Connect with us

Soccer

How the U.S. can develop in their possession – Equalizer Soccer

Published

on




In this four-part series, we at The Equalizer are going deep into the U.S. women’s national team’s style of play, tactics and selections, analyzing what’s working, what’s not and how head coach Vlatko Andonovski might try to fix remaining issues before the 2023 FIFA World Cup.

Part one explored the U.S.’ defensive setup and personnel. Part two analyzed their pressing game. Part three focused on the counter-attacking threat, and how to maximize it. In part four, we will look at the team’s possession game: what Andonovski has tried to add and where it can develop.

The past

The history of the U.S.’ possession game has some recurring themes. One is skipping the midfield in build-up, playing straight into the frontline, with a ball along the ground or in the air towards a focal point combining good control with strength and aerial power — Michelle Akers, Abby Wambach, Carli Lloyd — or quickly feeding a fast, tricky winger as quickly as possible to get them 1-v-1. Another theme is the fullbacks playing a more supportive role. Rarely getting beyond the frontline, they have traditionally been tasked with initiating build-up and ensuring a stable base in case of turnovers.

More complexity has come into the team’s possession in recent times, particularly under Jill Ellis. At the 2015 World Cup there was a 4-4-2 where the wingers regularly drifted inside and Lloyd played slightly off of Alex Morgan up front, providing options to hit between the lines. The 2016 Olympic quarterfinal defeat to Sweden saw probably the most complex attacking setup seen in national team history: an asymmetrical system where one fullback stayed deep and the other pushed up; and one winger stayed wide and the other came infield.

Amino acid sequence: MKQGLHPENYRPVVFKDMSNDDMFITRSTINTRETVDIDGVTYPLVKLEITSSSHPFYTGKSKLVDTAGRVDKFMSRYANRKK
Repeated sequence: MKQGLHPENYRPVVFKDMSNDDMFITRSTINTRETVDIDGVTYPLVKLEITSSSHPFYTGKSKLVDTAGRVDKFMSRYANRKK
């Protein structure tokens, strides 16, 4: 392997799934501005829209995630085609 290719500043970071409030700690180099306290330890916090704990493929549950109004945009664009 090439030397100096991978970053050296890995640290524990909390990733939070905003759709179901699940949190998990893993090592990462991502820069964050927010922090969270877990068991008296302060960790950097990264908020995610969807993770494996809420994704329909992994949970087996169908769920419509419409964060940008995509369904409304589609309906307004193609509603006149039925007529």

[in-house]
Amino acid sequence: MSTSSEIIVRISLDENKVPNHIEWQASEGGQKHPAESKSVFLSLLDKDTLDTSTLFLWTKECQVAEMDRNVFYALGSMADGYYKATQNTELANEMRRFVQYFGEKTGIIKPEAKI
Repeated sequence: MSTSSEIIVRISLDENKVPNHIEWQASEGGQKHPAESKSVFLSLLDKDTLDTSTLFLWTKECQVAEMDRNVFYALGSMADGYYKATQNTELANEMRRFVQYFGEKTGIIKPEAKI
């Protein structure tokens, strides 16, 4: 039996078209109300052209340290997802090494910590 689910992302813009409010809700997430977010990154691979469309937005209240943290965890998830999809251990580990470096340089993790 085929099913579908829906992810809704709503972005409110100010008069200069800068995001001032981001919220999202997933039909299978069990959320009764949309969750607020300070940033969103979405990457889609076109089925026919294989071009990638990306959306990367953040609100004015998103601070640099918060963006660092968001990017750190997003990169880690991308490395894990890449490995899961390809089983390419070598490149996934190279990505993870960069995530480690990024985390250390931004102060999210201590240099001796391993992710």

That system didn’t really work — lacking dynamism on the left, it was too predictable and Pia Sundhage’s total defense, low block 4-5-1 Sweden team ground out a victory. After that, there was some more experimentation before Ellis got back to basics in the 2019 World Cup. There were wingers that stretched the field, receiving diagonals from the back (see: Abby Dahlkemper’s ball to Christen Press below) and running at their opponents. Sometimes the attacking midfielders would pull wide to work with the fullbacks, overloading the opponent on the flanks.

Access the best women’s soccer coverage all year long

Start your FREE, 7-day trial of The Equalizer Extra for industry-leading reporting and insight on the USWNT, NWSL and beyond.





Source link

Continue Reading

Soccer

The trading card boom is a big deal for the NWSL, too – Equalizer Soccer

Published

on

By




There’s no question about it: Trading cards are back and more popular than ever thanks to a resurgence sparked by the COVID-19 pandemic

Stuck at home with many sports shut down for significant portions of 2020, these cards provided a simple, stay-at-home hobby that kept people connected to the teams and players they loved. As a result, sports cards have been flying off the shelves and analysts are now predicting the market will grow by nearly $7 billion between 2021 and 2026.

For growing sports entities like the National Women’s Soccer League, the trading cards market is also a major opportunity. One of women’s soccer’s biggest selling points is its high level of engagement with fans. In a digital world, physical trading cards satisfy an innate human desire to own a tangible piece of history around the teams and the players they support.  

“It’s romantic,” Parkside Collectibles co-founder Matt Peek tells The Equalizer about the experiences surrounding trading cards. “It is one of the most pure and wonderful exchanges that can happen.”